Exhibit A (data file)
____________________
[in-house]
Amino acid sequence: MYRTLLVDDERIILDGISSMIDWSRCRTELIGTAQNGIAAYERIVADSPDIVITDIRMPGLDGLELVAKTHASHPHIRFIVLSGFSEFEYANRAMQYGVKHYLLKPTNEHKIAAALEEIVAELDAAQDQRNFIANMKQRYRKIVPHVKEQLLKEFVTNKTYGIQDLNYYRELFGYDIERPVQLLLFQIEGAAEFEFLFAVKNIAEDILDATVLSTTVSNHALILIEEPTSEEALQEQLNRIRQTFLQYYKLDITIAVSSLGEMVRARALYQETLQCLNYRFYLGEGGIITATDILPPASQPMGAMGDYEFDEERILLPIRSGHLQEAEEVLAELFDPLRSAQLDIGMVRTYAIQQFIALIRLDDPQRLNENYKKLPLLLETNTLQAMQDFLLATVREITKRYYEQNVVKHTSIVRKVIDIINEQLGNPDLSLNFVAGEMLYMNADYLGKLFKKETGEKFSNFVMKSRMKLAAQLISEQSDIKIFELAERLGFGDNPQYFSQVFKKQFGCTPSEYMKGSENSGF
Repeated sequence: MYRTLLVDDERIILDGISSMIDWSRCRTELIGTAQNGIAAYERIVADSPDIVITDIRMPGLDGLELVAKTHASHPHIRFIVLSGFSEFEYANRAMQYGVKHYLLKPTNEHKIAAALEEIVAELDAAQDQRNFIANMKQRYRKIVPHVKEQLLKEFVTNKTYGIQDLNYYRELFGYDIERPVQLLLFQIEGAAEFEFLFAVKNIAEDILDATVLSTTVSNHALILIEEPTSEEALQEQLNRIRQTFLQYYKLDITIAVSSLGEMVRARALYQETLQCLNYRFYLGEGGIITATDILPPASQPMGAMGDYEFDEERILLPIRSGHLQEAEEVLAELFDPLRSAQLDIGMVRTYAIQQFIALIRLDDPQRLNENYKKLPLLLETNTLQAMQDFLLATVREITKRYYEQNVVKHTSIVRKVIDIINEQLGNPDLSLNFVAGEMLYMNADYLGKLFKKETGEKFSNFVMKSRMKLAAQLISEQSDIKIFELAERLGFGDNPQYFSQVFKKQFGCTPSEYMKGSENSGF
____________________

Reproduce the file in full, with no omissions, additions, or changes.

[in-house]
Amino acid sequence: MYRTLLVDDERIILDGISSMIDWSRCRTELIGTAQNGIAAYERIVADSPDIVITDIRMPGLDGLELVAKTHASHPHIRFIVLSGFSEFEYANRAMQYGVKHYLLKPTNEHKIAAALEEIVAELDAAQDQRNFIANMKQRYRKIVPHVKEQLLKEFVTNKTYGIQDLNYYRELFGYDIERPVQLLLFQIEGAAEFEFLFAVKNIAEDILDATVLSTTVSNHALILIEEPTSEEALQEQLNRIRQTFLQYYKLDITIAVSSLGEMVRARALYQETLQCLNYRFYLGEGGIITATDILPPASQPMGAMGDYEFDEERILLPIRSGHLQEAEEVLAELFDPLRSAQLDIGMVRTYAIQQFIALIRLDDPQRLNENYKKLPLLLETNTLQAMQDFLLATVREITKRYYEQNVVKHTSIVRKVIDIINEQLGNPDLSLNFVAGEMLYMNADYLGKLFKKETGEKFSNFVMKSRMKLAAQLISEQSDIKIFELAERLGFGDNPQYFSQVFKKQFGCTPSEYMKGSENSGF
Repeated sequence: MYRTLLVDDERIILDGISSMIDWSRCRTELIGTAQNGIAAYERIVADSPDIVITDIRMPGLDGLELVAKTHASHPHIRFIVLSGFSEFEYANRAMQYGVKHYLLKPTNEHKIAAALEEIVAELDAAQDQRNFIANMKQRYRKIVPHVKEQLLKEFVTNKTYGIQDLNYYRELFGYDIERPVQLLLFQIEGAAEFEFLFAVKNIAEDILDATVLSTTVSNHALILIEEPTSEEALQEQLNRIRQTFLQYYKLDITIAVSSLGEMVRARALYQETLQCLNYRFYLGEGGIITATDILPPASQPMGAMGDYEFDEERILLPIRSGHLQEAEEVLAELFDPLRSAQLDIGMVRTYAIQQFIALIRLDDPQRLNENYKKLPLLLETNTLQAMQDFLLATVREITKRYYEQNVVKHTSIVRKVIDIINEQLGNPDLSLNFVAGEMLYMNADYLGKLFKKETGEKFSNFVMKSRMKLAAQLISEQSDIKIFELAERLGFGDNPQYFSQVFKKQFGCTPSEYMKGSENSGF